The Cadbury's chocolate factory at the centre of a food poisoning alert was infected with the same strand of salmonella four years ago, public health officials disclosed yesterday.

The Food Standards Agency disclosed the contamination of the Marlbrook plant in Herefordshire in 2002 as it released a damning verdict on Cadbury's justification for selling products containing reputedly low levels of salmonella. Herefordshire County Council, which covers Marlbrook, said its environmental health officers had not been informed about the contamination in 2002.

The independent Advisory Committee on the Microbiological Safety of Food also said that there was no safe level of salmonella and described Cadbury's scientific approach as old-fashioned and "unreliable". The company, part ofCadbury Schweppes, said that it had a danger level of 10 cells of salmonella per 100g chocolate and the tests revealed the presence of only 0.3 cells per 100g.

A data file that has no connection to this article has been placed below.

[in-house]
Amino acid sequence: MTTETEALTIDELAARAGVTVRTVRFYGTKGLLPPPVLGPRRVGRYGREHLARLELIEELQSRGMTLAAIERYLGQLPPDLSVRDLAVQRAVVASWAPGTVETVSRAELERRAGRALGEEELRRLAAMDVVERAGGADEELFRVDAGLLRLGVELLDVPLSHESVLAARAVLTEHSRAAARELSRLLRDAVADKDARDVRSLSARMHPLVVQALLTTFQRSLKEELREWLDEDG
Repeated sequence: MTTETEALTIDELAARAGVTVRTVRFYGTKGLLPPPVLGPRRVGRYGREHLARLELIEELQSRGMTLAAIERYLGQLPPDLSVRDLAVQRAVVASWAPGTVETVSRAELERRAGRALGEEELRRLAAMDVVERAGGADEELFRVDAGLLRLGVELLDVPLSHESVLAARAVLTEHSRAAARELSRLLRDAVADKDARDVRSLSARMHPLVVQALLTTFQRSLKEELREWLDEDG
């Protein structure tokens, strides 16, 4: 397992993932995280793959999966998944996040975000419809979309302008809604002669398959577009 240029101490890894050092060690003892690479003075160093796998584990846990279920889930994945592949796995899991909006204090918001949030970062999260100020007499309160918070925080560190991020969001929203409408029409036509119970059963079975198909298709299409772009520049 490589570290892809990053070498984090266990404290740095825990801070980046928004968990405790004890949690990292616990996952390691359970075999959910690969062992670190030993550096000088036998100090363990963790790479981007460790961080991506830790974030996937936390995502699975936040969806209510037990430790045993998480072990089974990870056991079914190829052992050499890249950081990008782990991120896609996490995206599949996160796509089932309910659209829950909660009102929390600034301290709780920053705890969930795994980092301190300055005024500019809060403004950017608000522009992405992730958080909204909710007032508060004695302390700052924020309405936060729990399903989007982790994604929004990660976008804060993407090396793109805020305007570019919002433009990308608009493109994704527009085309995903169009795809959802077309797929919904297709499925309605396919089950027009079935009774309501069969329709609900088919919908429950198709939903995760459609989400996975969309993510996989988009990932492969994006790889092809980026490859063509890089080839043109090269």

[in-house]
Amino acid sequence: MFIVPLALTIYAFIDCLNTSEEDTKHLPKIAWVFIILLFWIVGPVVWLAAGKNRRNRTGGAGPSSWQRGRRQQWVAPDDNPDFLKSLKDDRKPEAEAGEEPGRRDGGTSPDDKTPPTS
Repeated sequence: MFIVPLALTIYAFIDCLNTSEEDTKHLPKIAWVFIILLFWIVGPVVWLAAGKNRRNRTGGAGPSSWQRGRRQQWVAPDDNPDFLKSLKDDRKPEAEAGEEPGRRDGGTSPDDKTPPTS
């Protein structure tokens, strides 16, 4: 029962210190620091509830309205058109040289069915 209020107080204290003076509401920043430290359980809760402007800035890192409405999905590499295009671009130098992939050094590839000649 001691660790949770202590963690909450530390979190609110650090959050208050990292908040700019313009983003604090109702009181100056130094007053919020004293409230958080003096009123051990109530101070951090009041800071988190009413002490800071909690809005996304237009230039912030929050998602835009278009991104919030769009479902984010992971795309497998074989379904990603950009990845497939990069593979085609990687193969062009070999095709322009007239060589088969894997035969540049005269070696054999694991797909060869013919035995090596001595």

The developments will further tarnish the reputation of Cadbury, which JP Morgan investment bank believes could lose £25m as a result of the outbreak.

Twelve days ago, Cadbury announced the recall of one million chocolate bars and public health officers are testing a further 30 of the company's brands.

Health officials have confirmed that 31 people - with an average age of two - have so far been infected with the strain of Salmonella Montevideo, smvdX07, found in the bars, exposing them to stomach cramps and diarrhoea. The Health Protection Agency said that three had been treated in hospital.